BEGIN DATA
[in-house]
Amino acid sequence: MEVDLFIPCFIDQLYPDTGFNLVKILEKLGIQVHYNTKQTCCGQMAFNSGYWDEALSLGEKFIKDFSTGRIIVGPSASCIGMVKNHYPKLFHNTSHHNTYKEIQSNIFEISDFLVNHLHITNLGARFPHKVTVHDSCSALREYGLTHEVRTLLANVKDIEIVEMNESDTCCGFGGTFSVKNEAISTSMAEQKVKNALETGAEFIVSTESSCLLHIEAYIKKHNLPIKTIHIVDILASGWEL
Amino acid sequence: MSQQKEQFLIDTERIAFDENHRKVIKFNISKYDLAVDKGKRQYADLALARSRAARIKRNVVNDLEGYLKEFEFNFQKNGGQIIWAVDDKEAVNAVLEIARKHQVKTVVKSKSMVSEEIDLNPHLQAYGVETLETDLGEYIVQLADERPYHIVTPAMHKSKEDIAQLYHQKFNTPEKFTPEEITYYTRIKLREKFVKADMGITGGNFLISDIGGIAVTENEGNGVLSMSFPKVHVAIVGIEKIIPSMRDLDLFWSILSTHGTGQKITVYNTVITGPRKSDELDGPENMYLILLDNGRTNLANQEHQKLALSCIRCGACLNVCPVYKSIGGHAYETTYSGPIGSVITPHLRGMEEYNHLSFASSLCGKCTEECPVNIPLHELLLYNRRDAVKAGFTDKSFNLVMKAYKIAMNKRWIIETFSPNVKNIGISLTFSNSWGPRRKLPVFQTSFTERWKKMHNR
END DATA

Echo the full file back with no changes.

[in-house]
Amino acid sequence: MEVDLFIPCFIDQLYPDTGFNLVKILEKLGIQVHYNTKQTCCGQMAFNSGYWDEALSLGEKFIKDFSTGRIIVGPSASCIGMVKNHYPKLFHNTSHHNTYKEIQSNIFEISDFLVNHLHITNLGARFPHKVTVHDSCSALREYGLTHEVRTLLANVKDIEIVEMNESDTCCGFGGTFSVKNEAISTSMAEQKVKNALETGAEFIVSTESSCLLHIEAYIKKHNLPIKTIHIVDILASGWEL
Amino acid sequence: MSQQKEQFLIDTERIAFDENHRKVIKFNISKYDLAVDKGKRQYADLALARSRAARIKRNVVNDLEGYLKEFEFNFQKNGGQIIWAVDDKEAVNAVLEIARKHQVKTVVKSKSMVSEEIDLNPHLQAYGVETLETDLGEYIVQLADERPYHIVTPAMHKSKEDIAQLYHQKFNTPEKFTPEEITYYTRIKLREKFVKADMGITGGNFLISDIGGIAVTENEGNGVLSMSFPKVHVAIVGIEKIIPSMRDLDLFWSILSTHGTGQKITVYNTVITGPRKSDELDGPENMYLILLDNGRTNLANQEHQKLALSCIRCGACLNVCPVYKSIGGHAYETTYSGPIGSVITPHLRGMEEYNHLSFASSLCGKCTEECPVNIPLHELLLYNRRDAVKAGFTDKSFNLVMKAYKIAMNKRWIIETFSPNVKNIGISLTFSNSWGPRRKLPVFQTSFTERWKKMHNR